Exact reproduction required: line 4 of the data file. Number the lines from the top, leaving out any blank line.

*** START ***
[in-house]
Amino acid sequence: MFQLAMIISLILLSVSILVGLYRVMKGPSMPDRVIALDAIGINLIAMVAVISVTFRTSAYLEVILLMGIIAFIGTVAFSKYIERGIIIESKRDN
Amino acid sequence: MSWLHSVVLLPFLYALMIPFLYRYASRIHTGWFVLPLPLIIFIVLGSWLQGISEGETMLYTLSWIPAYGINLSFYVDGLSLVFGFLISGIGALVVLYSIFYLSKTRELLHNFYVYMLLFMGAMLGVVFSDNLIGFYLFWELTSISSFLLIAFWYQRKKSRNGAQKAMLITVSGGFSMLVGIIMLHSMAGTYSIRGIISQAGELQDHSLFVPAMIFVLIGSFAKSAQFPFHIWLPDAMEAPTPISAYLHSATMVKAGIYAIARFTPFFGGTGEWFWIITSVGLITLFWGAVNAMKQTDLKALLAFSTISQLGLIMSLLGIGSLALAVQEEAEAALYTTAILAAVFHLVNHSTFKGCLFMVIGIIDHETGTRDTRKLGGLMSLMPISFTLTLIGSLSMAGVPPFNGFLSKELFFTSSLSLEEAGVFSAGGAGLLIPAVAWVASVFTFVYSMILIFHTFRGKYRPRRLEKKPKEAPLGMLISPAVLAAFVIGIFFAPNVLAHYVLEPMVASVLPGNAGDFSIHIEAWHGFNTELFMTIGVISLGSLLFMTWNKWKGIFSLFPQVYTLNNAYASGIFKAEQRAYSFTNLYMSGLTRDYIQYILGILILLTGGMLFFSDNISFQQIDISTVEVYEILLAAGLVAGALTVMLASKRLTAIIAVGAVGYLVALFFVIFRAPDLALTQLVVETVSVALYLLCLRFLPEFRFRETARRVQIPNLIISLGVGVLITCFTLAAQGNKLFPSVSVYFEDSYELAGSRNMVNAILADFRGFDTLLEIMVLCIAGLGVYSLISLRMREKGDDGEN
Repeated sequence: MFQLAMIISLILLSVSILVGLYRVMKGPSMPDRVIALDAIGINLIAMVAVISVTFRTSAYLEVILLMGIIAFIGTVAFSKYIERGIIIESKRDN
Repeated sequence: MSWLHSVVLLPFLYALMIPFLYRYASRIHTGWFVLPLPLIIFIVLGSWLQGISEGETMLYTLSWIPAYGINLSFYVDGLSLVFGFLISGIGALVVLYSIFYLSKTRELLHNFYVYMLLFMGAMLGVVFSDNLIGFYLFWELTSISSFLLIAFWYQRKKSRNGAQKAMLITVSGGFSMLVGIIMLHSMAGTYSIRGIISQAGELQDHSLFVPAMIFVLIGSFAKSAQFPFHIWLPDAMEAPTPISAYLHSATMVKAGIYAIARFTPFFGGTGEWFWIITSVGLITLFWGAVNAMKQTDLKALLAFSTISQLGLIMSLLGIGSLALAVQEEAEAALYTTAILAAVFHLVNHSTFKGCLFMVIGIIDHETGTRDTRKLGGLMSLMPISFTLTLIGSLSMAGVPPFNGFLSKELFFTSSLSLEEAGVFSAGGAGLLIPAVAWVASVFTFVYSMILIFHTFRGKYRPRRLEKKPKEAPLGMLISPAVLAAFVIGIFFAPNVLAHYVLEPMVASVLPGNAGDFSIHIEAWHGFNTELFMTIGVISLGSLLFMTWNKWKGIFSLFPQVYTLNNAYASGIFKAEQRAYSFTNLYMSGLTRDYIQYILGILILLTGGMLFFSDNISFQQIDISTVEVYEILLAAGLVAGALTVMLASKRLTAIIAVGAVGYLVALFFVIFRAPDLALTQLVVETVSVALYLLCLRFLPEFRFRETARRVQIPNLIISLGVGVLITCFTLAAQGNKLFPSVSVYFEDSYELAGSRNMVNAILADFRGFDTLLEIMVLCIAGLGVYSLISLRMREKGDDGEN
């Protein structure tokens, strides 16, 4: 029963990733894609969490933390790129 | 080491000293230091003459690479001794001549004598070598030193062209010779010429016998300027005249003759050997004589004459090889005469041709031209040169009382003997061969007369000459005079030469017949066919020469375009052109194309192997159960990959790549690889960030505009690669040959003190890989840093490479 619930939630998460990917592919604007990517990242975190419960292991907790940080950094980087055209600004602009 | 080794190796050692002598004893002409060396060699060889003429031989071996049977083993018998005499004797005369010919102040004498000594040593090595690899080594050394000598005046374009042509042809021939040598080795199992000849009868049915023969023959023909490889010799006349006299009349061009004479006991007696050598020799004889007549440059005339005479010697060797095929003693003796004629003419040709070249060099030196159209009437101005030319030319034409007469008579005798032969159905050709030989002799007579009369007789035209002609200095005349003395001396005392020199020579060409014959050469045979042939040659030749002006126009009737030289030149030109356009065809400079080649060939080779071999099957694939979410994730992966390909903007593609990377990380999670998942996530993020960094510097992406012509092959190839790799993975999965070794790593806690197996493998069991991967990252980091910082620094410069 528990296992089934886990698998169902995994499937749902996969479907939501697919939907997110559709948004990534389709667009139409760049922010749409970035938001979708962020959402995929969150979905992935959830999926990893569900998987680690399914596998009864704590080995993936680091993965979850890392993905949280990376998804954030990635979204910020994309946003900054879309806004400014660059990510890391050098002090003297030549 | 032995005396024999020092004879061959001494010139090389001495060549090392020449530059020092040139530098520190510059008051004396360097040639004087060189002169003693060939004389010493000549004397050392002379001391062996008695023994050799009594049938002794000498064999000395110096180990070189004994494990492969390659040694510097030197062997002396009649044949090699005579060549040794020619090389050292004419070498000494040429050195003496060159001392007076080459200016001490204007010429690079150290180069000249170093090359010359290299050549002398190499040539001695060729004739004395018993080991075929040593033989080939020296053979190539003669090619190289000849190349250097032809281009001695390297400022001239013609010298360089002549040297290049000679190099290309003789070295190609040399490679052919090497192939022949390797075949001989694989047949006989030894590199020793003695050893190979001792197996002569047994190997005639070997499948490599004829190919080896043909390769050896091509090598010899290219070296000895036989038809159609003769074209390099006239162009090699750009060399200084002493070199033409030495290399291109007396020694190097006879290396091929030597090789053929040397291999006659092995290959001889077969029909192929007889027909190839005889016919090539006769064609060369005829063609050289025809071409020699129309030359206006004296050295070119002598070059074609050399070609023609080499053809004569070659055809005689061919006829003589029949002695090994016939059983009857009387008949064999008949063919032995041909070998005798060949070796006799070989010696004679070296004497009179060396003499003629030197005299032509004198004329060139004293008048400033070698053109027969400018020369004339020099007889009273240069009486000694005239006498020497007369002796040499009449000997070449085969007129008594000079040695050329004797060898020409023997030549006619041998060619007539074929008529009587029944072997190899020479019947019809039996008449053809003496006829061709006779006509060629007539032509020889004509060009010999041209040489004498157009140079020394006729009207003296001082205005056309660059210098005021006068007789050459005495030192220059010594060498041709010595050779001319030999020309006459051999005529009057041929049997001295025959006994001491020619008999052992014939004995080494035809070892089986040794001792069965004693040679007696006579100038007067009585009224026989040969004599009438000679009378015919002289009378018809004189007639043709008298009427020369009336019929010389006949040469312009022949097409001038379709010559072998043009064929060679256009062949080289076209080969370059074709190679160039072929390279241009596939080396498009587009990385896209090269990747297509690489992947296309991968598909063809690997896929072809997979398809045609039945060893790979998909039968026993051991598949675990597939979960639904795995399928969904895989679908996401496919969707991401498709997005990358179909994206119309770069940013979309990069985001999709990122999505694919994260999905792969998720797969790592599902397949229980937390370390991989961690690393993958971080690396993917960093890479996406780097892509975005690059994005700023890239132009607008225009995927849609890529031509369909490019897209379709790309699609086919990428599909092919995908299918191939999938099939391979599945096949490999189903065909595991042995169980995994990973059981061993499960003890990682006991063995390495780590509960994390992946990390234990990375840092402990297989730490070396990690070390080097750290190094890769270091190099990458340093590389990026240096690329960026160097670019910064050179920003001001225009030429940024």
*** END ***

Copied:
Repeated sequence: MFQLAMIISLILLSVSILVGLYRVMKGPSMPDRVIALDAIGINLIAMVAVISVTFRTSAYLEVILLMGIIAFIGTVAFSKYIERGIIIESKRDN